JEFFERSON CITY — A Missouri college plans to rescind a fee increase for students after being told by Gov. Jay Nixon's administration that it would violate a statewide deal to freeze tuition next school year.
Administrators at Linn State Technical College said Wednesday they will waive a fee increase of $3 per credit hour for courses taught at its central Missouri campus during the 2010-11 academic year.
The college Board of Regents will vote on the fee reversal June 25, just one month after the board approved it.
Missouri's public colleges and universities struck a deal last fall with Nixon to hold undergraduate tuition flat for Missouri residents for a second straight year in exchange for receiving no more than about $50 million in cuts to their core state funding for 2010-11.
The legislature upheld the deal by limiting the cuts in the budget it passed last month.
But there has been confusion among some college officials as to exactly what they agreed to do.
Officials at Linn State, for example, thought they were technically abiding by the agreement with their $3 per credit hour fee increase.
"It never was a tuition increase; it was a fee increase," said John Nilges, the college's vice president for administration and finance. "It's a very complex misunderstanding in terms of the agreement versus the Department of Higher Education versus the institutions."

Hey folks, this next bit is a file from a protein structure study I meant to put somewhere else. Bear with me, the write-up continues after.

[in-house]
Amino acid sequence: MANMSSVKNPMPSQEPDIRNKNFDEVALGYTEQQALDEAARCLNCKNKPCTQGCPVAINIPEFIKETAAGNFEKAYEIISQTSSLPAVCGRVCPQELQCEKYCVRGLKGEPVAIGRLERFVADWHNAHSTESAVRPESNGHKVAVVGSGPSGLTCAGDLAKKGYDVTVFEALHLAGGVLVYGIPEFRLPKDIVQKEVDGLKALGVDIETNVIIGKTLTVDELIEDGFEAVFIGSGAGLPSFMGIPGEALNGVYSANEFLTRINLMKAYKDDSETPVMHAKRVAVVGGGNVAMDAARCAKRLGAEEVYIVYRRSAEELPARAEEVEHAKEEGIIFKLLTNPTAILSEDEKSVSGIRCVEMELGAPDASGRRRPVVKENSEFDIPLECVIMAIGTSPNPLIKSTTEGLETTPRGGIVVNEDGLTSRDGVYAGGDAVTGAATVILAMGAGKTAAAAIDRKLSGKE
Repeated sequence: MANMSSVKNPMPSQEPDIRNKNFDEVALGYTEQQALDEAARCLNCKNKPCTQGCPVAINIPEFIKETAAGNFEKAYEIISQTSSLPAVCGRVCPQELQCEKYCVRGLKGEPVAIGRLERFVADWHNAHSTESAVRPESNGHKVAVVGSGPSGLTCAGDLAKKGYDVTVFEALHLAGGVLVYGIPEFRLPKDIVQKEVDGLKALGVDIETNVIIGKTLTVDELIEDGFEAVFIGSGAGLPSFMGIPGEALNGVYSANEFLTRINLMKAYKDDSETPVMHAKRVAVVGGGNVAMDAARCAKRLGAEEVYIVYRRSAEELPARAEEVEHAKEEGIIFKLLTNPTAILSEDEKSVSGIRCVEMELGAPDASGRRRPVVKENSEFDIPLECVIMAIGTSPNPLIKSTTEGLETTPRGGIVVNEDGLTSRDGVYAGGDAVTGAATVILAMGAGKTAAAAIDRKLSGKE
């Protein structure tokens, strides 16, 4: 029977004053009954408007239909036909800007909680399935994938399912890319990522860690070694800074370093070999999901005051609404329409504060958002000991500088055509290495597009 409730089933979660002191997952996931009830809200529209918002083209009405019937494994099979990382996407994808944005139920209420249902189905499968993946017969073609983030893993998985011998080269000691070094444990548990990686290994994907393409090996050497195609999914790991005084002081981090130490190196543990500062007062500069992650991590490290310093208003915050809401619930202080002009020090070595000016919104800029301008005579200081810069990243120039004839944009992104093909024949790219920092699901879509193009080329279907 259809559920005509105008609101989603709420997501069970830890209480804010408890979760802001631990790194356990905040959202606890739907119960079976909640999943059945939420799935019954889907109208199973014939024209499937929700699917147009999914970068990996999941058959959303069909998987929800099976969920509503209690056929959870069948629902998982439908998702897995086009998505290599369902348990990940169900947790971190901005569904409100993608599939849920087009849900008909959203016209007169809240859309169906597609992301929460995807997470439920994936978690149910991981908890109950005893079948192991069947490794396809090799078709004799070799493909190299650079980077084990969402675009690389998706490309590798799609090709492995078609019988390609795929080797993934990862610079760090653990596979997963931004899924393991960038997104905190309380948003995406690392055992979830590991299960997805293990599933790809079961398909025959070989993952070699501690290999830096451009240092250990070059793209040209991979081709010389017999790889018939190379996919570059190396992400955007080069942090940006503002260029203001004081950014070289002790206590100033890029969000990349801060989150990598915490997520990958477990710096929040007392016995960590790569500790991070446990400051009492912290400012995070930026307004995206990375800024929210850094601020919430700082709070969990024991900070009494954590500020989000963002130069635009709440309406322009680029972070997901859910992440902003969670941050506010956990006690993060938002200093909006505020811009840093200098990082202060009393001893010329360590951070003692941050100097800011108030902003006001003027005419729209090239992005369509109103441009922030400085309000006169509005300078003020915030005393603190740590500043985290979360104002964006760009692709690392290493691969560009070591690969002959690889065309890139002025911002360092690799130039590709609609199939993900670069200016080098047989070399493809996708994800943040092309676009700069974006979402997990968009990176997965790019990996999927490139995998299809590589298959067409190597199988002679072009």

After the fee increase was approved, Nixon officials called both the college and the Department of Higher Education to suggest the fee violated the tuition-freeze deal.
"The concern was this was an across-the-board increase in a fee," making it similar to a tuition increase, Nixon spokesman Scott Holste said. By contrast, Nixon's administration said a fee charged to students only for certain courses or activities would not violate the tuition-freeze agreement.
That means Linn State can keep two other fee increases also approved last month — a $15 increase for uniforms used in some courses and a $100 fee increase for an automotive course involving Ford Motor Co.
Deputy Higher Education Commissioner Paul Wagner said Linn State's case appears to be unique, though officials at other institutions also have been uncertain how to implement the tuition freeze agreement. The deal was struck by Nixon; not the higher education department.
"There were definitely a lot of questions that came in about what does this really mean," Wagner said. "But we haven't seen another institution come in with something that looks like a tuition increase."